Tom Kacich: Turnout doomed Dems locally
The big story of Tuesday's election was turnout — the lack of it.
In Illinois it appears that about 430,000 fewer votes were cast this year than in 2008. The actual number won't be known until all ballots are counted and the results are certified by the State Board of Elections, but clearly there was at least a 5 percent drop in voting.
Every Illinois county so far is reporting a decline in ballots cast except for Schuyler County in western Illinois.
Turnout in Champaign County was down significantly from four years ago: from 84,804 in that record 2008 vote to (unofficially) 78,215 on Tuesday.
And the decline was strictly among Democrats. While Mitt Romney got 1,215 more votes in Champaign County than John McCain did four years ago, President Obama's numbers in Champaign County plunged from 48,597 to 40,378.
The situation was the same in other large counties in central Illinois. In McLean County, Romney got 2,871 more votes than McCain did, while Obama's total dropped more than 6,000 votes. In Macon County, Romney's total was 301 greater than McCain's, but Obama's dropped by about 2,800.
In Champaign County, Obama's weaker coattails had an effect on local races.
Four years ago, Democrat Tony Fabri was elected county auditor with 38,716 votes, mainly because of the gigantic turnout of Democratic voters. The Republican candidate this year, John Farney, got virtually the same number of votes that Republican contender Brad Jones got four years ago. But this year's Democratic candidate, George Danos, got 4,468 fewer votes than Fabri did four years ago, most likely because about 8,000 fewer Democratic-leaning voters were at the polls.
The lower Democratic turnout was an even bigger factor in the race for circuit court clerk, where Democrat Barbara Wysocki lost by 1,459 votes to Republican Katie Blakeman.
Overall, the county recorded a 6,589-vote drop from 2004, including a 2,164-vote decline in eight key University of Illinois student precincts.
Obama was still the overwhelming winner in the student precincts (with about 77 percent), but that was down from 83 percent four years ago.
In Champaign-Urbana, Obama got 67 percent of the vote, taking 74 percent in Urbana and 64 percent in Champaign. He lost just one of the 62 C-U precincts, City of Champaign 38, which votes at the Windsor Road Christian Church in Champaign. And he lost that precinct by10 votes, 553-543.
Champaign-Urbana's three predominantly African-American precincts gave Obama another big margin Tuesday: 93 percent of the vote. There again, turnout was down from 2008 by about 400 votes — 2,303 in 2008 to 1,913 on Tuesday.
Jenky's political muscle
It's impossible to say for sure if the letter from Bishop Daniel Jenky, read last weekend at all Catholic churches in the Peoria Diocese, had an effect on voting Tuesday. But there are indications it did.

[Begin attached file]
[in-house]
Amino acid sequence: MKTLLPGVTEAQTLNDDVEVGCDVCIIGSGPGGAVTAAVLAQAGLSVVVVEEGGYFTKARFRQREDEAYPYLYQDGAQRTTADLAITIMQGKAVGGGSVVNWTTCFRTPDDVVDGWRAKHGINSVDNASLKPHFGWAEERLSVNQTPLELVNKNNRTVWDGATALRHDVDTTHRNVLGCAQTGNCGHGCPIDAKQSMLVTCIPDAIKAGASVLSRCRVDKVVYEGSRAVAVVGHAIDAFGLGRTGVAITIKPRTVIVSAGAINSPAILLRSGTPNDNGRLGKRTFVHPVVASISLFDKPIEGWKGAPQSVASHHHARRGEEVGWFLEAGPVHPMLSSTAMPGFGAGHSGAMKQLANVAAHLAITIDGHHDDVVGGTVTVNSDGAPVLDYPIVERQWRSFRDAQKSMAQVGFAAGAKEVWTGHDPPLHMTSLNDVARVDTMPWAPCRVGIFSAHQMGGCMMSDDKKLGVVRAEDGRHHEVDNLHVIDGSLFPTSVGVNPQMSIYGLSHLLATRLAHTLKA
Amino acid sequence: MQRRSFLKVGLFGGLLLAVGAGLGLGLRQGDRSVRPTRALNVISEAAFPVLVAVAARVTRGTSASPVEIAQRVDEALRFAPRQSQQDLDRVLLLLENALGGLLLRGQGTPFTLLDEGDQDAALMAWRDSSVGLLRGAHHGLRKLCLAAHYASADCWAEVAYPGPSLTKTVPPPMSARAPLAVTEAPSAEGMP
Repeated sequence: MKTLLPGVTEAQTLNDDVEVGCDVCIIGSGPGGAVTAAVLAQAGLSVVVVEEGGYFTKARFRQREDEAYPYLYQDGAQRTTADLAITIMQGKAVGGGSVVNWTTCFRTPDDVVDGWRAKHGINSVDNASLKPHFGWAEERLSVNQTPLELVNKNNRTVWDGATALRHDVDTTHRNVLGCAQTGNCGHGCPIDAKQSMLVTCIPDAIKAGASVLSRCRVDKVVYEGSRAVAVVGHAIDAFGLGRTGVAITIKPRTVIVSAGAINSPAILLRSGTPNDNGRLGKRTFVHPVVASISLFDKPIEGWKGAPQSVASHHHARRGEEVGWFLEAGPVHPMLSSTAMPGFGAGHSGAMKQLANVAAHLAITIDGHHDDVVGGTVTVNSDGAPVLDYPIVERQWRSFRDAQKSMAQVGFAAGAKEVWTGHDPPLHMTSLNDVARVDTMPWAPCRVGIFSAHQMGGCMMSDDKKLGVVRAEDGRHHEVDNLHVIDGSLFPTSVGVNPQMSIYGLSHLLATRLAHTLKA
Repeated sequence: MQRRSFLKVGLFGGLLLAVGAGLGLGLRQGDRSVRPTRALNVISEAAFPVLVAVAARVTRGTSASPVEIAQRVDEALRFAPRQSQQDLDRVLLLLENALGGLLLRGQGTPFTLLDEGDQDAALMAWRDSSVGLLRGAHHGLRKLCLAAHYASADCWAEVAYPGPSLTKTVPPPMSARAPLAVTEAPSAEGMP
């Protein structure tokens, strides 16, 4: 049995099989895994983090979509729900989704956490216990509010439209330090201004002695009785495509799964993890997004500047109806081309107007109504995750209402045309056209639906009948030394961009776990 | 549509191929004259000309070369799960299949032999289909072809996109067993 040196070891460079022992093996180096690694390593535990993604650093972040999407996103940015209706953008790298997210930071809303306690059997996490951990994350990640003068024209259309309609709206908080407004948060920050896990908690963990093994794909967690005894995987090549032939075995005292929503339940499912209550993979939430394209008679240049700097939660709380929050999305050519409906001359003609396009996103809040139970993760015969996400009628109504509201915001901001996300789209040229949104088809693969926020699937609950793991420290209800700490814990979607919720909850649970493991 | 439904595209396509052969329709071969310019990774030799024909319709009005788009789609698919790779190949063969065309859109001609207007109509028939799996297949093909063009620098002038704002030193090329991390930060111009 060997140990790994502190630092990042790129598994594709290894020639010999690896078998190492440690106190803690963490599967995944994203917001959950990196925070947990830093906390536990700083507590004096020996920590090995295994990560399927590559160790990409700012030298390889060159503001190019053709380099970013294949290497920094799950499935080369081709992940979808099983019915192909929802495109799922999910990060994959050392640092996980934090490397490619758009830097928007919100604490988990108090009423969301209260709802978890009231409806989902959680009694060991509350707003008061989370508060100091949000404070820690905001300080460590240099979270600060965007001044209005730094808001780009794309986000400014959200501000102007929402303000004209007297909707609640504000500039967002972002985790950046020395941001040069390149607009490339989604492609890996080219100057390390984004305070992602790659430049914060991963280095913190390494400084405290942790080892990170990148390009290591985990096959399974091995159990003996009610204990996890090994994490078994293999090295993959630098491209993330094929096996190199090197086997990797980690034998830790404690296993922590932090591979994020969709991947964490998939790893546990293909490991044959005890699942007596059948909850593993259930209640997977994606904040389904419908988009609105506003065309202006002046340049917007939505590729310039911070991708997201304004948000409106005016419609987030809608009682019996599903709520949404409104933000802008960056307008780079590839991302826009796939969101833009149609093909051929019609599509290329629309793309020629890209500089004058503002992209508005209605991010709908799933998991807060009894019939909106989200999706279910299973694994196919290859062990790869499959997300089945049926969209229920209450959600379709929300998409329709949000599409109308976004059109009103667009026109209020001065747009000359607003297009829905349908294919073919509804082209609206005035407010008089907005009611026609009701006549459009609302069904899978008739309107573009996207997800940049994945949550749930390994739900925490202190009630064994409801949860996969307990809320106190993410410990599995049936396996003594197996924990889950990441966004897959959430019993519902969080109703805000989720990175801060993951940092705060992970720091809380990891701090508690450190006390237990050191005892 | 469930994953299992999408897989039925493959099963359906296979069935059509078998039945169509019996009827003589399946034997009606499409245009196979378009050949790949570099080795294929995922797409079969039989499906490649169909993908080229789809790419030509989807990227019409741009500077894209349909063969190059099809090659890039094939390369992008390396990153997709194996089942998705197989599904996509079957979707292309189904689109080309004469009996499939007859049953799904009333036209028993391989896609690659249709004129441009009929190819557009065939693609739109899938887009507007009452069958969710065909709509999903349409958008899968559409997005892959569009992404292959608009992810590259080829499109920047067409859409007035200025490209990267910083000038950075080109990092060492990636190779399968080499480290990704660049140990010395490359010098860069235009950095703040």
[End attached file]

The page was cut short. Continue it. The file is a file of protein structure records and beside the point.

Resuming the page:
Jenky's letter was a not-unsubtle suggestion that Catholics not support Obama. The president still outpolled Romney in 10 of the 26 counties in the diocese, including Champaign County, but Obama's percentages were down in every county.
The strongest indicator of Jenky's political clout might be in two particular outposts. LaSalle County is 39 percent Catholic, and there Obama's share of the vote dropped from 55 percent in 2008 to 48.4 percent in 2012. His vote total fell off by more than 4,000 votes in LaSalle County.
And in the traditionally strong Irish Catholic precinct in Champaign County known as Sadorus-Ivesdale, Obama's share of the vote dropped from 54.4 percent four years ago to 39.9 percent Tuesday. It was the first time since 1980 that Sadorus-Ivesdale supported a Republican for president (Ronald Reagan by six votes over Jimmy Carter). Even in Richard Nixon's landslide win over George McGovern in 1972, the precinct voted Democratic.
Presidential election, by Illinois county
Only one Illinois county — Alexander, in deep southern Illinois — went more Democratic in Tuesday's voting than in 2008, and that was a minuscule gain from 56 percent top 56.1 percent.
Meanwhile, the number of downstate counties that favored Obama dipped significantly from 2008. In East Central Illinois, four counties that went Democratic flipped back to the GOP on Tuesday: Vermilion, Coles, Macon and McLean. Champaign stayed Democratic, but Obama's percentage dropped from 58 to 52.
The only other Illinois counties south of Interstate 80 that stayed blue Tuesday were St. Clair, Jackson, Peoria, Rock Island, Fulton, Putnam, Knox, Warren, Henderson, Henry and Mercer.
It appears that close to 25 percent of the general election voters in Champaign County voted before Election Day. County Clerk Gordy Hulten said the county had received 19,457 absentee or early voters as of last Monday. They were among the 78,215 ballots counted on Tuesday, equalling 24.8 percent.
Champaign County's biggest vote-getter was ...
Republican Recorder of Deeds Barbara Frasca. Of all the candidates running countywide and in a contested race, Frasca got 40,675. She even outpolled Obama.
Tom Kacich is a News-Gazette editor and columnist. His column appears on Sundays and Wednesdays, He can be reached at 351-5221 or at firstname.lastname@example.org.